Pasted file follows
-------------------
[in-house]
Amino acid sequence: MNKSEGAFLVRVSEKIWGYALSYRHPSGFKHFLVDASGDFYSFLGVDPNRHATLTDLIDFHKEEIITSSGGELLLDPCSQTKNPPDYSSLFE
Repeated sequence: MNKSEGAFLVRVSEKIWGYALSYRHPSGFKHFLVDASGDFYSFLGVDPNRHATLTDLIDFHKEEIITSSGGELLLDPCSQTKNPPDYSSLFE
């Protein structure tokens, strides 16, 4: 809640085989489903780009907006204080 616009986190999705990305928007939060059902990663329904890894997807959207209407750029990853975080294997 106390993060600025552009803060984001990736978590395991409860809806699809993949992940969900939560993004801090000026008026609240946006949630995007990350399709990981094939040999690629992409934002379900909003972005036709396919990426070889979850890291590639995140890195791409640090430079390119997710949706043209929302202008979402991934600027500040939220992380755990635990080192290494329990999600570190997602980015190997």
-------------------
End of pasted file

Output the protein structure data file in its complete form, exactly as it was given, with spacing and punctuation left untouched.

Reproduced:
[in-house]
Amino acid sequence: MNKSEGAFLVRVSEKIWGYALSYRHPSGFKHFLVDASGDFYSFLGVDPNRHATLTDLIDFHKEEIITSSGGELLLDPCSQTKNPPDYSSLFE
Repeated sequence: MNKSEGAFLVRVSEKIWGYALSYRHPSGFKHFLVDASGDFYSFLGVDPNRHATLTDLIDFHKEEIITSSGGELLLDPCSQTKNPPDYSSLFE
């Protein structure tokens, strides 16, 4: 809640085989489903780009907006204080 616009986190999705990305928007939060059902990663329904890894997807959207209407750029990853975080294997 106390993060600025552009803060984001990736978590395991409860809806699809993949992940969900939560993004801090000026008026609240946006949630995007990350399709990981094939040999690629992409934002379900909003972005036709396919990426070889979850890291590639995140890195791409640090430079390119997710949706043209929302202008979402991934600027500040939220992380755990635990080192290494329990999600570190997602980015190997």